On April 20, CCP mouthpiece Xinhua published an article from the sidelines of the Shanghai Auto Show slamming the electric vehicle maker on the quality of its vehicles, citing consumer complaints.

On the same day, an official post on WeChat from the account of the powerful Commission for Political and Legal Affairs also drew attention to the Auto Show, when a woman climbed onto the roof of a Tesla vehicle to complain about her car’s faulty brakes. The video of the woman went viral on Chinese social media. While it’s unclear why the CCP organ which oversees the country’s police and court system would weigh in on electric cars, it was nonetheless a powerful rebuke of Tesla.

While Tesla China originally pushed back against this narrative, stating that the woman in question has been protesting against Tesla for some time, later during the same week the company issued a public apology and promised to better listen to customer complaints.

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The Cryptoverse – Bastard Son of the Fiat, by David Stockman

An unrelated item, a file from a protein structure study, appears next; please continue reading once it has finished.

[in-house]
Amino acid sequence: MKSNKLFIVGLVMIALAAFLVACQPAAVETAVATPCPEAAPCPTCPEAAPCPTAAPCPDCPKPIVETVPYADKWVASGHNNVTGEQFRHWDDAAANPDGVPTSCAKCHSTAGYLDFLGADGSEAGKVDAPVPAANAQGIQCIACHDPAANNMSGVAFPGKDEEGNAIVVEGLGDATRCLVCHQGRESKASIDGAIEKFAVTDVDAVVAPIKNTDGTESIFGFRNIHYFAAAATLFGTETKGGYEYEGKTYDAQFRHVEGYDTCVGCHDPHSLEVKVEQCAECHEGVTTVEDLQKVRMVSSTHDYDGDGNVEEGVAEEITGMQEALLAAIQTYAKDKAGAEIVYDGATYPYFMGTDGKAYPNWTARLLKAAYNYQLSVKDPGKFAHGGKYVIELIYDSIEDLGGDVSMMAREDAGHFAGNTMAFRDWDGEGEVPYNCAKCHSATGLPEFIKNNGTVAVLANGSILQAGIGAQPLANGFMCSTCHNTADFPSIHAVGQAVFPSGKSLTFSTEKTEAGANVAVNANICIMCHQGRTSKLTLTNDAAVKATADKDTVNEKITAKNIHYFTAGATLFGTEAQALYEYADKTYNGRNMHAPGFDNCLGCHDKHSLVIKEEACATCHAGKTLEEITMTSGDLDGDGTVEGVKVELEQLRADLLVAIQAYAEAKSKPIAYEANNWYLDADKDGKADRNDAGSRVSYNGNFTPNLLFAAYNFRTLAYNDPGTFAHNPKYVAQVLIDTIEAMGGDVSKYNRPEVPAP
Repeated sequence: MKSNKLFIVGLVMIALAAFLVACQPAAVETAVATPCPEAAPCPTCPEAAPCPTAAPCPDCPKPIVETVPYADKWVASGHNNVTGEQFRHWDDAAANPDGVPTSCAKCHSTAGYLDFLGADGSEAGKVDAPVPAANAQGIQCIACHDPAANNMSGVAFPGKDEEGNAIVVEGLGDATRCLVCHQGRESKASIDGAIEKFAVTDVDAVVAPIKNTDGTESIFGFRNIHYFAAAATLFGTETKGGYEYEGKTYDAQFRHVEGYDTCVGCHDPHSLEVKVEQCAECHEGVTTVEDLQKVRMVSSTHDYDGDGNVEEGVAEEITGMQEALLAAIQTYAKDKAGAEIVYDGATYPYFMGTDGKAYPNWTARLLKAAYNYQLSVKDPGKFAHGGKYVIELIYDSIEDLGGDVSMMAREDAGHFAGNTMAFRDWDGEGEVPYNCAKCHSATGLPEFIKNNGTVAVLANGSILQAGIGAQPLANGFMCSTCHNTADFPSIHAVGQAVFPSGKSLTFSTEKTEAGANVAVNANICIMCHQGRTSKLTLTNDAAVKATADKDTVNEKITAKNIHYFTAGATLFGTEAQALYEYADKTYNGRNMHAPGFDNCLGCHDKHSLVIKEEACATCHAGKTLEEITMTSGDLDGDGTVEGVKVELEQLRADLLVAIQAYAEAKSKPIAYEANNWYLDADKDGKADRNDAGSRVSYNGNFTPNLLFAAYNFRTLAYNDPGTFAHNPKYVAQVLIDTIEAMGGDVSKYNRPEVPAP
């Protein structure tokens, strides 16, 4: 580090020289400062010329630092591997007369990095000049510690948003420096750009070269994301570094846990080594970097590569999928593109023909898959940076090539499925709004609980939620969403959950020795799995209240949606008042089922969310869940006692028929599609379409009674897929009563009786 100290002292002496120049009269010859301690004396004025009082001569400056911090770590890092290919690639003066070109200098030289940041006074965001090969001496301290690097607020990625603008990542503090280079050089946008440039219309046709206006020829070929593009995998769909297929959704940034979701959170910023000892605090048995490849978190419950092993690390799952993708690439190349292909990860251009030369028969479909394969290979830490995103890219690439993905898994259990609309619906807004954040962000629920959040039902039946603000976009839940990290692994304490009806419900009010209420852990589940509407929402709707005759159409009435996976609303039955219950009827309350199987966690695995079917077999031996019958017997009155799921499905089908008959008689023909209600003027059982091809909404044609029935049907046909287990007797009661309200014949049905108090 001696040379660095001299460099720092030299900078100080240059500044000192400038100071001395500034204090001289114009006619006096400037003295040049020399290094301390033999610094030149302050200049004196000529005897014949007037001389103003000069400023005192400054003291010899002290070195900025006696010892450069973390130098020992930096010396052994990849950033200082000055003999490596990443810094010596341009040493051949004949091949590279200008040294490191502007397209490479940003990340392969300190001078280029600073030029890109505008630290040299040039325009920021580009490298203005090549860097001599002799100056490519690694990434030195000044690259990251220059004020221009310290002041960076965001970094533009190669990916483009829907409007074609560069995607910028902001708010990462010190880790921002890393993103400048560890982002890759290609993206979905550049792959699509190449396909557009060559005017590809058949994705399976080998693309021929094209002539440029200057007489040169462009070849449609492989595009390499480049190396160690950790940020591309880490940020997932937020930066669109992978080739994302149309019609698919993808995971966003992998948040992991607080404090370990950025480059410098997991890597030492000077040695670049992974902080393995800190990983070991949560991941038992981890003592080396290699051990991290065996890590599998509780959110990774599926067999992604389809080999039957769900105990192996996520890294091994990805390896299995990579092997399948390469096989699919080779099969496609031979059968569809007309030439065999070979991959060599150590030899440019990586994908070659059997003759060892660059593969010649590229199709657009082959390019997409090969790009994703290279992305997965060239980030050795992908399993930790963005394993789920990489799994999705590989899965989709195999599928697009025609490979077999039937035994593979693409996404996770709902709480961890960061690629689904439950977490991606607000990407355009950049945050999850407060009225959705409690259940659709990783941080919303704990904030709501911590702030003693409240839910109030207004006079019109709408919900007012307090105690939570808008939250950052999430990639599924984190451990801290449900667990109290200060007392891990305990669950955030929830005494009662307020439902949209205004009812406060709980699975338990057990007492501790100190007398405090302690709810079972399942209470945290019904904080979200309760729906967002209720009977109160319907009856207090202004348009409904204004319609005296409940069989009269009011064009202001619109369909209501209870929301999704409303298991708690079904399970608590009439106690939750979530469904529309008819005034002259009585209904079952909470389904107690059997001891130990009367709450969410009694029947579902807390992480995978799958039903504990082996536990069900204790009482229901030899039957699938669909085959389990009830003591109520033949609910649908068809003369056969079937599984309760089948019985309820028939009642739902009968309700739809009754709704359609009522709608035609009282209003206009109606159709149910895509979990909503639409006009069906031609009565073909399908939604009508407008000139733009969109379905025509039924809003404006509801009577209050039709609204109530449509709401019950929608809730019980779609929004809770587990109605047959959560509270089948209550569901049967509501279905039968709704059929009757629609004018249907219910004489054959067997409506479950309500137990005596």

Many people who have made a lot of money in cryptocurrencies would vigorously resist the notion that their gains are fueled by the same monetary inflation that’s fueling gains in many other speculative markets. From David Stockman at davidstockmanscontracorner via lewrockwell.com:

Goodness gracious, me! Is this the ultimate case of the pot-calling-the-kettle-black or what?

If there were ever a pure play in the great fraud of fiat, Elon Musk is it. Yet here he is electing to go with crypto instead.

The true battle is between fiat & crypto. On balance, I support the latter.

Actually, there is a seminal picture in these few words and it amounts to this: Crypto currencies are not money, they are the latest boiling hot speculative asset class that, ironically, is just another bastard spawn of the central bank money-printers. They are not an alternative to bad central bank money; they’re are an issue from its own loins.

It’s blatantly evident that neither Bitcoin nor any of the other swarming herd of cryptos are a store of value or a medium of exchange. During the last 48 months, for example, the value of Bitcoin has changed on a monthly basis as follows.

Monthly Value Change:

  • Gain of 40% or more: 7 months;
  • Gain of 20% or more: 17 months;
  • Gain of 10% or more: 21 months;
  • Loss of 20% or more: 5 months;
  • loss of 5% or more: 19 months;
  • Loss of 2% or more: 22 months;

As to a means of exchange for anything less than a $125,000 Tesla (for a time), a good old fiat wire transfer, check or chunk of cash has a lower transaction cost as a percent of purchase price.